Revelation 1:3

“Blessed is he that readeth, and they that hear the words of this prophecy, and keep those things which are written therein: for the time is at hand.”

King James Version (KJV)

Other Translations

Blessed is hee that readeth, and they that heare the words of this prophesie, and keepe those things which are written therein: for the time is at hand.
- King James Version (1611) - View 1611 Bible Scan

Blessed is he who reads and those who hear the words of the prophecy, and heed the things which are written in it; for the time is near.
- New American Standard Version (1995)

Blessed is he that readeth, and they that hear the words of the prophecy, and keep the things that are written therein: for the time is at hand.
- American Standard Version (1901)

A blessing be on the reader, and on those who give ear to the prophet's words, and keep the things which he has put in the book: for the time is near.
- Basic English Bible

Blessed [is] he that reads, and they that hear the words of the prophecy, and keep the things written in it; for the time [is] near.
- Darby Bible

Blessed is he that readeth, and they that hear the words of this prophecy, and keep those things which are written therein: for the time is at hand.
- Webster's Bible

Blessed is he who reads and blessed are those who listen to the words of this prophecy and lay to heart what is written in it; for the time for its fulfillment is now close at hand.
- Weymouth Bible

Blessed is he who reads and those who hear the words of the prophecy, and keep the things that are written in it, for the time is at hand.
- World English Bible

Blessid is he that redith, and he that herith the wordis of this prophecie, and kepith tho thingis that ben writun in it; for the tyme is niy.
- Wycliffe Bible

Happy is he who is reading, and those hearing, the words of the prophecy, and keeping the things written in it -- for the time is nigh!
- Youngs Literal Bible

Bible commentary

Wesley's Notes for Revelation 1:3

1:3 Happy is he that readeth, and they that hear, the words of this prophecy - Some have miserably handled this book. Hence others are afraid to touch it; and, while they desire to know all things else, reject only the knowledge of those which God hath shown. They inquire after anything rather than this; as if it were written, Happy is he that doth not read this prophecy. Nay, but happy is he that readeth, and they that hear, and keep the words thereof - Especially at this time, when so considerable a part of them is on the point of being fulfilled. Nor are helps wanting whereby any sincere and diligent inquirer may understand what he reads therein. The book itself is written in the most accurate manner possible. It distinguishes the several things whereof it treats by seven epistles, seven seals, seven trumpets, seven phials; each of which sevens is divided into four and three. Many things the book itself explains; as the seven stars; the seven candlesticks; the lamb, his seven horns and seven eyes; the incense; the dragon; the heads and horns of the beasts; the fine linen; the testimony of Jesus: and much light arises from comparing it with the ancient prophecies, and the predictions in the other books of the New Testament. In this book our Lord has comprised what was wanting in those prophecies touching the time which followed his ascension and the end of the Jewish polity. Accordingly, it reaches from the old Jerusalem to the new, reducing all things into one sum, in the exactest order, and with a near resemblance to the ancient prophets. The introduction and conclusion agree with Daniel; the description of the man child, and the promises to Sion, with Isaiah; the judgment of Babylon, with Jeremiah; again, the determination of times, with Daniel; the architecture of the holy city, with Ezekiel; the emblems of the horses, candlesticks, &c., with Zechariah. Many things largely described by the prophets are here summarily repeated; and frequently in the same words. To them we may then usefully have recourse. Yet the Revelation suffices for the explaining itself, even if we do not yet understand those prophecies; yea, it casts much light upon them. Frequently, likewise, where there is a resemblance between them, there is a difference also; the Revelation, as it were, taking a stock from one of the old prophets, and inserting a new graft into it. Thus Zechariah speaks of two olive trees; and so does St. John; but with a different meaning. Daniel has a beast with ten horns; so has St. John; but not with quite the same signification. And here the difference of words, emblems, things, times, ought studiously to be observed. Our Lord foretold many things before his passion; but not all things; for it was not yet seasonable. Many things, likewise, his Spirit foretold in the writings of the apostles, so far as the necessities of those times required: now he comprises them all in one short book; therein presupposing all the other prophecies, and at the same time explaining, continuing, and perfecting them in one thread. It is right therefore to compare them; but not to measure the fulness of these by the scantiness of those preceding. Christ, when on earth, foretold what would come to pass in a short time; adding a brief description of the last things. Here he foretells the intermediate things; so that both put together constitute one complete chain of prophecy. This book is therefore not only the sum and the key of all the prophecies which preceded, but likewise a supplement to all; the seals being closed before. Of consequence, it contains many particulars not revealed in any other part of scripture. They have therefore little gratitude to God for such a revelation, reserved for the exaltation of Christ, who boldly reject whatever they find here which was not revealed, or not so clearly, in other parts of scripture. He that readeth and they that hear - St. John probably sent this book by a single person into Asia, who read it in the churches, while many heard. But this, likewise, in a secondary sense, refers to all that shall duly read or hear it in all ages. The words of this prophecy - It is a revelation with regard to Christ who gives it; a prophecy, with regard to John who delivers it to the churches. And keep the things which are written therein - In such a manner as the nature of them requires; namely, with repentance, faith, patience, prayer, obedience, watchfulness, constancy. It behoves every Christian, at all opportunities, to read what is written in the oracles of God; and to read this precious book in particular, frequently, reverently, and attentively. For the time - Of its beginning to be accomplished. Is near - Even when St. John wrote. How much nearer to us is even the full accomplishment of this weighty prophecy!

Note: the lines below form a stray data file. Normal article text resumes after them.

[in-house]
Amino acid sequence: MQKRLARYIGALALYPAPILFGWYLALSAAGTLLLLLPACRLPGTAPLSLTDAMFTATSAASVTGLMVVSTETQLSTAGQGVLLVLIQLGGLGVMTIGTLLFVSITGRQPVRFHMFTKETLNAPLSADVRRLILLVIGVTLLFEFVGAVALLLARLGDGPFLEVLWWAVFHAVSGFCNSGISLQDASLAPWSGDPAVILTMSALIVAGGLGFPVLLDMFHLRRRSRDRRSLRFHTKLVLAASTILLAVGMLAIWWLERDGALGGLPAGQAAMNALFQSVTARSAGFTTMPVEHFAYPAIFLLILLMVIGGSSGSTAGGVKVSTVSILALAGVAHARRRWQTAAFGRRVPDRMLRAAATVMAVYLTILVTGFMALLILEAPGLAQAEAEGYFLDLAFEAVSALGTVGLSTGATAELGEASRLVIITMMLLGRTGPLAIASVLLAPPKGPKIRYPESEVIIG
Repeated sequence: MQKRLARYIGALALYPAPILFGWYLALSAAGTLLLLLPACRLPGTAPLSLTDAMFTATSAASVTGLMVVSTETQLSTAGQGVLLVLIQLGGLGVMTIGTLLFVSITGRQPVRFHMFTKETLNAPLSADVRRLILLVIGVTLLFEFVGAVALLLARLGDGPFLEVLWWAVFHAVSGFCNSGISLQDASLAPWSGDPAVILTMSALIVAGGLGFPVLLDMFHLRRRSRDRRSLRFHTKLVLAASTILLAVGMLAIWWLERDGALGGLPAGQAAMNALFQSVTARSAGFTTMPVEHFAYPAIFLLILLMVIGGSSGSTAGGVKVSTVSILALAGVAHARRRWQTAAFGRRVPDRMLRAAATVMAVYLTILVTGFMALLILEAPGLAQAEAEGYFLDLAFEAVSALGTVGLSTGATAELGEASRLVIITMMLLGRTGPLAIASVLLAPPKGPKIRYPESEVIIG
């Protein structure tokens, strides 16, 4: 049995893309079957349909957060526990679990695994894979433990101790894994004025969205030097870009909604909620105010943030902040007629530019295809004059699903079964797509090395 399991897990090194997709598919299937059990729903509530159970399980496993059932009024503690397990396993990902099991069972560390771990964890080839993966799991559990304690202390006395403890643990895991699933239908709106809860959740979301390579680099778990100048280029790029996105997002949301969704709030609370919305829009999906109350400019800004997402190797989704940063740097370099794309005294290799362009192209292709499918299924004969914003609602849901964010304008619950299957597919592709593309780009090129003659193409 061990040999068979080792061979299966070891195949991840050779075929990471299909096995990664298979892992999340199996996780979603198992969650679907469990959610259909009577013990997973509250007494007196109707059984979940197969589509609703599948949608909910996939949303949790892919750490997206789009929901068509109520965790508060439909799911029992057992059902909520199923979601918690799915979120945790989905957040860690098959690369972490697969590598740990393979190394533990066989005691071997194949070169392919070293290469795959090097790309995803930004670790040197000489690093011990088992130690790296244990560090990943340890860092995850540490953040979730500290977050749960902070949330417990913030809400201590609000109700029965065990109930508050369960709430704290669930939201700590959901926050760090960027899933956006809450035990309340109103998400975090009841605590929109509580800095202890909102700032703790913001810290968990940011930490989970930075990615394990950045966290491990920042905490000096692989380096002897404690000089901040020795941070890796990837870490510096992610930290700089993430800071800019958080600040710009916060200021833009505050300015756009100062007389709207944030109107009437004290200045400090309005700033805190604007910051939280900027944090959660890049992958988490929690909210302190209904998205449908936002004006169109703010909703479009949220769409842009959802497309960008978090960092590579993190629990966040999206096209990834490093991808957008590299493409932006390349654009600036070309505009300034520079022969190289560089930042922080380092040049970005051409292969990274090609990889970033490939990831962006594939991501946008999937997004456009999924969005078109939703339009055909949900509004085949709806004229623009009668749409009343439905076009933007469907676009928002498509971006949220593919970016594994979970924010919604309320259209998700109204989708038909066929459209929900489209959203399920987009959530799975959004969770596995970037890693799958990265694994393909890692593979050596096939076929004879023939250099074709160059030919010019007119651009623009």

People's Bible Notes for Revelation 1:3

Re 1:3 Blessed [is] he that readeth. There is a reference to the custom that had already grown up, at the close of the first century, of reading the apostolic writings publicly in the churches. The benediction is pronounced on the public reader; on those that "hear", and lastly upon those that "keep" the words contained in this prophecy. The time [is] at hand. The period to which the prophecy relates is near.

Discussion for Revelation 1

  • Justina
    Is the act of disclosing divine Manifestation
  • DimBulb
    The Trucker John 3:16 comment was concerning the Commentary on the book of the Revelation of Jesus Christ, not Revelation Chapter 1. Made his point but seemed a little harsh.
  • Helgaardt mouton
    It is the introduction to the Revelation of the Lord Jesus Christ, and the seven church ages and the seven spirits, the seven church ages starting from apostel Paul in the new testament the firt mesesanger to the first church age! So Jesus Christ build His Gentile chuch through seven church ages with seven mesengers till this very day we are now living in the seventh Laodician church age!
  • Karl
    open question; anybody else scratch their head after reading this book? The initial message to the churches timeless and easily applicable. The celestial/terrestrial events are plain enough, the visionary portion is understandable, and even the final combination of both is somewhat discernable. My problem is arises when I try to reconcile all three into one cohesive prophecy. Any insights?
  • Word
    Those are angels that are messengers of God who watch over and report to God on what churches are teaching and at this time and our generation i chose from what I've seen and walked into to check out there are still teaching milk with no meat and a lot of family stories so you never learn much from them but traditions of men.
  • Rose
    Jesus is revealing to John his majesty and glory and power. He is about to give to John instructions to the seven different churches and to the "angels" (pastors) of those churches. Many of the churches of today are like the ones in that time. Some hot, some cold, some lukewarm (the worst kind).